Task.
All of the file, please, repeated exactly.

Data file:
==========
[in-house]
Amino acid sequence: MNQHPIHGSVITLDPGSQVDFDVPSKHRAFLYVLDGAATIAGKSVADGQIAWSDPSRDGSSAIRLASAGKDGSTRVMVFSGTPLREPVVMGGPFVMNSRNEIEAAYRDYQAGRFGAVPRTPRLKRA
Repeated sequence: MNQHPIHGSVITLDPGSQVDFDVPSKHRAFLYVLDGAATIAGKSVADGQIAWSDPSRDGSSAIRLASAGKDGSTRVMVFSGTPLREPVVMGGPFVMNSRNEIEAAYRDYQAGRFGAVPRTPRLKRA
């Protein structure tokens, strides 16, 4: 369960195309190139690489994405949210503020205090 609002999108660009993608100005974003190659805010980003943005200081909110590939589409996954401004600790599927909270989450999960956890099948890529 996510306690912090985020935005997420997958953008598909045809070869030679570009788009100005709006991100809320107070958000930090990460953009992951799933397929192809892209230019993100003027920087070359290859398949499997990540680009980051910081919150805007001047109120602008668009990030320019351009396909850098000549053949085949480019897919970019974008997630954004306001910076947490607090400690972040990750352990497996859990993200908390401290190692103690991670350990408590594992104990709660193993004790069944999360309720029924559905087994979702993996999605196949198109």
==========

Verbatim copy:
[in-house]
Amino acid sequence: MNQHPIHGSVITLDPGSQVDFDVPSKHRAFLYVLDGAATIAGKSVADGQIAWSDPSRDGSSAIRLASAGKDGSTRVMVFSGTPLREPVVMGGPFVMNSRNEIEAAYRDYQAGRFGAVPRTPRLKRA
Repeated sequence: MNQHPIHGSVITLDPGSQVDFDVPSKHRAFLYVLDGAATIAGKSVADGQIAWSDPSRDGSSAIRLASAGKDGSTRVMVFSGTPLREPVVMGGPFVMNSRNEIEAAYRDYQAGRFGAVPRTPRLKRA
């Protein structure tokens, strides 16, 4: 369960195309190139690489994405949210503020205090 609002999108660009993608100005974003190659805010980003943005200081909110590939589409996954401004600790599927909270989450999960956890099948890529 996510306690912090985020935005997420997958953008598909045809070869030679570009788009100005709006991100809320107070958000930090990460953009992951799933397929192809892209230019993100003027920087070359290859398949499997990540680009980051910081919150805007001047109120602008668009990030320019351009396909850098000549053949085949480019897919970019974008997630954004306001910076947490607090400690972040990750352990497996859990993200908390401290190692103690991670350990408590594992104990709660193993004790069944999360309720029924559905087994979702993996999605196949198109």